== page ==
Today's news

June 4, 2004

Cover-up at Checkpoint Charlie
Checkpoint Charlie in Berlin has been covered in blue plastic to stop drama students from exploiting the most famous cold war border crossing for profit. The young actors were posing at the checkpoint as communist police officers for photographs with tourists.
( Daily Telegraph )

Exciting lines
A postgraduate student’s first collection of poetry has earned her a place among the "20 most exciting poets of their generation". Leonita Flyn, 29, who is finishing her PhD at Queen’s University, Belfast, was picked by a panel chaired by Andrew Motion, the poet laureate, for her collection These Days .
( The Times )

DNA injection may provide cure for genetic diseases
A new type of gene therapy administered with a simple injection has been successfully tested on mice, raising the prospect of cures for dozens of genetic diseases. The technique, developed at Wisconsin University in the US, gets around one of the problems holding up research in the field by delivering replacement DNA to deficient cells without using a genetically modified virus.
( The Times )

Arctic trip may predict ice age
British scientists will play a key role in an expedition that will drill deep beneath the Arctic ice to find out if we are heading for another ice age.
( The Times , The Guardian )

Spot the difference between London and Cornish quacks
Researchers at Middlesex University have found that ducks have regional accents. While cockney ducks make a rough "shouting" quack so that their mates can hear them above the din of urban life, their laid-back counterparts in the West Country give off a Cornish burr of a quack, rather like a "giggle".
( The Guardian )

Breast cancer fears over deprived areas
Women from deprived areas are more likely to have advanced breast cancer by the time they are diagnosed, researchers from Newcastle and Leeds universities have found. Where breast cancer screening programmes were operating, the differences between the most affluent and most deprived were even greater, according to the study on
( Financial Times )

New fossils give clue to ‘Cambrian explosion’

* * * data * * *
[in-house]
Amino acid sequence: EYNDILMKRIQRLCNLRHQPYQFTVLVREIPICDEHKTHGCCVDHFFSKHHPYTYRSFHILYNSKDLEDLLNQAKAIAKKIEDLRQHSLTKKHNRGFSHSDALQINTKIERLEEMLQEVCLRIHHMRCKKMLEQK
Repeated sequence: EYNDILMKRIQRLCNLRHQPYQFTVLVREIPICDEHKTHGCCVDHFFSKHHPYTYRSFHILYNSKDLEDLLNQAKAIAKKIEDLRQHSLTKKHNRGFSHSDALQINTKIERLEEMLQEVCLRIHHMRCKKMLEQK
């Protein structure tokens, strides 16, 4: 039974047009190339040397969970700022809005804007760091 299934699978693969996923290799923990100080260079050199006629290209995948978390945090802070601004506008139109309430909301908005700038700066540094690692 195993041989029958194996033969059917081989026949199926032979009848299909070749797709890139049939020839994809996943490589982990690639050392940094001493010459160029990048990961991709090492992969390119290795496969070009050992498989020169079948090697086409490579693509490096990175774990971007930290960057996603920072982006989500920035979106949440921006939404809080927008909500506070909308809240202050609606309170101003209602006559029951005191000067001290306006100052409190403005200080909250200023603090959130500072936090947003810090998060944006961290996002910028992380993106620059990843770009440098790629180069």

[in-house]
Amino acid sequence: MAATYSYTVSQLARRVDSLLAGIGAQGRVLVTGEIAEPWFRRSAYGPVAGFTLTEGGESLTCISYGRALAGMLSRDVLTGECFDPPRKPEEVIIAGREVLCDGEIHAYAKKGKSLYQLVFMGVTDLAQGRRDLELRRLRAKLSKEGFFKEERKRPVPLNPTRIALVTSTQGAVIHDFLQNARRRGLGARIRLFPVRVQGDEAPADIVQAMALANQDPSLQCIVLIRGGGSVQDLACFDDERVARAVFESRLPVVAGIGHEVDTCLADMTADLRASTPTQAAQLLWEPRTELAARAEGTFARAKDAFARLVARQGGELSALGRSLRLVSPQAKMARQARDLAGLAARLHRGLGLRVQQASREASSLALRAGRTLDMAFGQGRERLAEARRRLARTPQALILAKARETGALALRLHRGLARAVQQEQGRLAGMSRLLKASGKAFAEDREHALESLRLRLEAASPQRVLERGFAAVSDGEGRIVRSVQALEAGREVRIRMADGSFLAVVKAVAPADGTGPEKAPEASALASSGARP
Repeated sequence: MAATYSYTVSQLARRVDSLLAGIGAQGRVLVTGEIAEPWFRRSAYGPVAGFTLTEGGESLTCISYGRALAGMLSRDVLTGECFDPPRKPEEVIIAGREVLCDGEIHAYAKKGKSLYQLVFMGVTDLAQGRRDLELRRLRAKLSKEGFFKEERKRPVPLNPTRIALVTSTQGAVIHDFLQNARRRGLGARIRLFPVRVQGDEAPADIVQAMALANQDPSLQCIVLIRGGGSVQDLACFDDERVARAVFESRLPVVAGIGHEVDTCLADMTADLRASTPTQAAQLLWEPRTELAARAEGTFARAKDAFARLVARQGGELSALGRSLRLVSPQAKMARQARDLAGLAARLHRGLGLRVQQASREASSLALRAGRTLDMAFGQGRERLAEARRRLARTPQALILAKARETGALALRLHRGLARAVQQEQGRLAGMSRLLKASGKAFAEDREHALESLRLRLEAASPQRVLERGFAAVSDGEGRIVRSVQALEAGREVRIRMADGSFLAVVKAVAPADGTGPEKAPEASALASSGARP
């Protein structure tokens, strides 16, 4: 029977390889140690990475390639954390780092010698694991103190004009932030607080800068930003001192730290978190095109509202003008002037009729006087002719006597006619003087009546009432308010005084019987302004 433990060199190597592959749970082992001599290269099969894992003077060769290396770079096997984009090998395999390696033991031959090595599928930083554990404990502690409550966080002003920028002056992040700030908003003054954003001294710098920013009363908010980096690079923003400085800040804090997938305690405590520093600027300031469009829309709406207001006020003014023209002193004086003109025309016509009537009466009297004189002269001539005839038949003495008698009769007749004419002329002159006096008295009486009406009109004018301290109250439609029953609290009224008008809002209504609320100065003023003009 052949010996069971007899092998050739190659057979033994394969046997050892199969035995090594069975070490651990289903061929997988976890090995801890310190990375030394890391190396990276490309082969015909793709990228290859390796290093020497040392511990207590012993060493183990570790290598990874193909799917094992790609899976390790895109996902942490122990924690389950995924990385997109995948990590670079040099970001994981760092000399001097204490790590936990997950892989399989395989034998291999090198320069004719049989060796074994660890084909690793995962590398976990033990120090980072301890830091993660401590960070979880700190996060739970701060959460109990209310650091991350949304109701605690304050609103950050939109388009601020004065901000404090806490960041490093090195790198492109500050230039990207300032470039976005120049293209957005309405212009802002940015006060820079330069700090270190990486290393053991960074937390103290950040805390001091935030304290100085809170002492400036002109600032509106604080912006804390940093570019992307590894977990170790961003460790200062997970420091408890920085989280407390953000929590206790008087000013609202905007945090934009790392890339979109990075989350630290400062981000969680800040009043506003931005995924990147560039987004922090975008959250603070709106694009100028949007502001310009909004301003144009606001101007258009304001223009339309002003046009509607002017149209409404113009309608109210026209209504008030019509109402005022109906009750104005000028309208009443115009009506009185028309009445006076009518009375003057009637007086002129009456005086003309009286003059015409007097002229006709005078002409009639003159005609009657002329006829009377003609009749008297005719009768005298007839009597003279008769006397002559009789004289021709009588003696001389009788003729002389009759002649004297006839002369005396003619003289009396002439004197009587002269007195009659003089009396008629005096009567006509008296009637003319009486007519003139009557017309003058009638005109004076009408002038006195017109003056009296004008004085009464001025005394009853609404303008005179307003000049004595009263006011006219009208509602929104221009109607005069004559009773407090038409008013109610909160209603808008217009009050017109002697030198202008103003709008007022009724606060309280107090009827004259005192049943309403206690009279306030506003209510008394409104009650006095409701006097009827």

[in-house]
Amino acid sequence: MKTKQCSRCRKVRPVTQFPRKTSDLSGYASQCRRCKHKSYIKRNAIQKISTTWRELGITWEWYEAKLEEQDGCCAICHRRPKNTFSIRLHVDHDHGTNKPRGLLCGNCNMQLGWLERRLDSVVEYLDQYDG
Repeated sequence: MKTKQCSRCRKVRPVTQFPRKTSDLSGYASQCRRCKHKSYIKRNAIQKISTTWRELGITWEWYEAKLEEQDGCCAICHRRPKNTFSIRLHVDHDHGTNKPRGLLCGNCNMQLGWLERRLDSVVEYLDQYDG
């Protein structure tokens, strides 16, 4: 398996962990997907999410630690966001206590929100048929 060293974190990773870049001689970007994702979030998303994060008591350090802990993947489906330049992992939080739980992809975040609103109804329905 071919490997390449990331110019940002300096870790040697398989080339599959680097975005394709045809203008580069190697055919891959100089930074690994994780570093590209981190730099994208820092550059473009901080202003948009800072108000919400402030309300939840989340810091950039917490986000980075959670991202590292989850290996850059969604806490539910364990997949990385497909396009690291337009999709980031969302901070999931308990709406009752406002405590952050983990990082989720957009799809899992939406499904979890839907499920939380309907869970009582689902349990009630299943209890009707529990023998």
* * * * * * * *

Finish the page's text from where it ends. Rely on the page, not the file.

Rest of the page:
Palaeontologists looking for the roots of the "Cambrian explosion" - the sudden appearance 540 million years ago of multicellular animals with many difference body shapes - have a new clue. Researchers led by Jun-Yan Chen of Nanjing University in China, report the discovery of what they say are the oldest fossils of animals complex enough to have a two-sided, rather than a round, body plan.
( Financial Times , Science )

Regulatory genes found in genome wasteland
Molecular biologists from Harvard Medical School are beginning to find that the long stretches of the genome previously dismissed as genetic wasteland actually perform important regulatory functions.
( Financial Times )

Britain’s great Barra reef to reveal secrets of the sea
Scientists have discovered the UK’s first known coral reef less then eight miles off the coast of Britain, a significant find that could help unlock the secrets of marine life over the past 10,000 years. The mile-long reef is up to 15ft high and 100ft wide and is located southeast of Barra in the Western Isles.
( The Independent )

One in 500 has ‘sudden death’ heart condition
One in 500 people suffers from a heart condition that is the commonest cause of sudden death in fit young people and athletes, according to doctors from University College London.
( The Independent )

Please login or register to read this article

Register to continue

Get a month's unlimited access to THE content online. Just register and complete your career summary.

Registration is free and only takes a moment. Once registered you can read a total of 3 articles each month, plus:

  • Sign up for the editor's highlights
  • Receive World University Rankings news first
  • Get job alerts, shortlist jobs and save job searches
  • Participate in reader discussions and post comments

Have your say

Log in or register to post comments